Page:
CONFUSION REIGNS AS SCHOOLS ATTEMPT TO REOPEN AMID PANDEMIC
Frightening calls from the school nurse. Waiting in vain for word from school officials. Canceled sports practices. Marching bands in quarantine.
For countless families across the country, the school year is opening in disarray and confusion, with coronavirus outbreaks triggering sudden closings, mass quarantines and deep anxiety among parents.
Schools in at least 10 states have had students and staff test positive for the virus since they began opening. The outbreaks have occurred in a variety of school settings: marching bands, high school football teams, elementary classrooms, high schools.
A Colorado high school shut down for two weeks after two students tested positive. Football teams in Utah canceled practices and games after several players came down with the virus. The entire football team and marching band in a small Alabama town were placed under quarantine because of exposure to the virus, the second time the team had to be quarantined this summer.
Michigan is reporting 14 outbreaks at schools. Mississippi started the week with about 2,000 students and 600 teachers in quarantine; the state has had 245 cases of coronavirus in teachers and about 200 in students since districts began returning to school in late July.
Joel Barnes got the call from the school nurse on Aug. 6: His 14-year-old son had been exposed to COVID-19 by a classmate at their high school in Corinth, Mississippi.
By that time, Barnes and his wife had heard through the grapevine — mainly Facebook — that at least six people at the school had tested positive and more than 100 students were being told to quarantine. The district posted the information on Facebook but never followed up with personal communication, Barnes said.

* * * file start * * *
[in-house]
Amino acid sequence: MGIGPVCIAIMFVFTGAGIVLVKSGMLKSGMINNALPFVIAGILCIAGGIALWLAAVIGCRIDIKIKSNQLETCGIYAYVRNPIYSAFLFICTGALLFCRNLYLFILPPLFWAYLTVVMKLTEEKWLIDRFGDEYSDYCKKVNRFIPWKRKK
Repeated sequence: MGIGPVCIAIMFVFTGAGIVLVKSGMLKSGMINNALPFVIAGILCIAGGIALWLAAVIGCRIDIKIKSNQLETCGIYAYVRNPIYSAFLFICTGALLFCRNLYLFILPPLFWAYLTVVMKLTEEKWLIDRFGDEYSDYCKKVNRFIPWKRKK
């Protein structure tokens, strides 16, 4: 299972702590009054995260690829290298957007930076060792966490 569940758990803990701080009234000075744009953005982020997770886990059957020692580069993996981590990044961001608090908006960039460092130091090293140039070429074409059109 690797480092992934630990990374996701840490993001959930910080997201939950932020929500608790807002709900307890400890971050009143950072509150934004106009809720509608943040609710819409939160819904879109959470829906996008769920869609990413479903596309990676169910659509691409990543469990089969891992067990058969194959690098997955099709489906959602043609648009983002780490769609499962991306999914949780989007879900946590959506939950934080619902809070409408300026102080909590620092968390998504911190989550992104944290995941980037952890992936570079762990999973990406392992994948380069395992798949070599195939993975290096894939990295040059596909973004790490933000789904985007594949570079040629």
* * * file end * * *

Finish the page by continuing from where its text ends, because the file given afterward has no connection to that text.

He and his wife decided to keep their son, a freshman, home to learn online even though he tested negative for the coronavirus. “It’s not as difficult as worrying about him being exposed to COVID again,” Barnes said.
He says he’s grateful the district released some limited information, but he’s frustrated there wasn’t more — and that the state attorney general said schools were not required to inform parents of outbreaks.
“I do understand that there are state and federal laws governing what you can say about students,” said Barnes, “but you’re not giving out names, you’re just giving out numbers.”
“This is a national public health crisis,” he said. On top of that, he added, “I have significant health issues, and it would not be good for me to be around someone who has it or to get it myself.”
Students arrive at Dallas Elementary School for the first day of school Aug. 3 amid the coronavirus outbreak in Dallas, Georgia. AP FILE PHOTO